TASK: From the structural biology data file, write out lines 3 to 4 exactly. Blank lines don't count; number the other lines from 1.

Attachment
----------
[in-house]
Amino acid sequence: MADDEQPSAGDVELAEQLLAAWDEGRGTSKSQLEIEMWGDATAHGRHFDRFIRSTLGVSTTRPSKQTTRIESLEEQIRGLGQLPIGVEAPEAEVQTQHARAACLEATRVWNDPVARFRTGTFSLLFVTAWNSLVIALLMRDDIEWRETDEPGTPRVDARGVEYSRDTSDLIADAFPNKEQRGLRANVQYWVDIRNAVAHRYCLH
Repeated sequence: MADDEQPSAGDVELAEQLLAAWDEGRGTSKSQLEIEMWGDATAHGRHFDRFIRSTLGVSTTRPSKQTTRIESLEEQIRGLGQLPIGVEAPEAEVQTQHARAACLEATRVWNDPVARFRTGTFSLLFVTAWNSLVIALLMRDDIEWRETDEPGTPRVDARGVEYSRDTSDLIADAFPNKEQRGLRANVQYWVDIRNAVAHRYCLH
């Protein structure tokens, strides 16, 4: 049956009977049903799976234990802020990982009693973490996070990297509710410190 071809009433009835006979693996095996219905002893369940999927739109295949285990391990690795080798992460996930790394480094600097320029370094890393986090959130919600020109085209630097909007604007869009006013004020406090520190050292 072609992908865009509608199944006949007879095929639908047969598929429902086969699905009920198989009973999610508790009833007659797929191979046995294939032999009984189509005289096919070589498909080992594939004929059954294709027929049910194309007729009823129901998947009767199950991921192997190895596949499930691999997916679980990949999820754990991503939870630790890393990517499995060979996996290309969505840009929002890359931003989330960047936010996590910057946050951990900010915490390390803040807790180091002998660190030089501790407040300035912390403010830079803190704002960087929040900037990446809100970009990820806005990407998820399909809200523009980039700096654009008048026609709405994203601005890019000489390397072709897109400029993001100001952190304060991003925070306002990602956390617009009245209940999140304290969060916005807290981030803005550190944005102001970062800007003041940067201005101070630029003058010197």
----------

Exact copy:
Repeated sequence: MADDEQPSAGDVELAEQLLAAWDEGRGTSKSQLEIEMWGDATAHGRHFDRFIRSTLGVSTTRPSKQTTRIESLEEQIRGLGQLPIGVEAPEAEVQTQHARAACLEATRVWNDPVARFRTGTFSLLFVTAWNSLVIALLMRDDIEWRETDEPGTPRVDARGVEYSRDTSDLIADAFPNKEQRGLRANVQYWVDIRNAVAHRYCLH
């Protein structure tokens, strides 16, 4: 049956009977049903799976234990802020990982009693973490996070990297509710410190 071809009433009835006979693996095996219905002893369940999927739109295949285990391990690795080798992460996930790394480094600097320029370094890393986090959130919600020109085209630097909007604007869009006013004020406090520190050292 072609992908865009509608199944006949007879095929639908047969598929429902086969699905009920198989009973999610508790009833007659797929191979046995294939032999009984189509005289096919070589498909080992594939004929059954294709027929049910194309007729009823129901998947009767199950991921192997190895596949499930691999997916679980990949999820754990991503939870630790890393990517499995060979996996290309969505840009929002890359931003989330960047936010996590910057946050951990900010915490390390803040807790180091002998660190030089501790407040300035912390403010830079803190704002960087929040900037990446809100970009990820806005990407998820399909809200523009980039700096654009008048026609709405994203601005890019000489390397072709897109400029993001100001952190304060991003925070306002990602956390617009009245209940999140304290969060916005807290981030803005550190944005102001970062800007003041940067201005101070630029003058010197």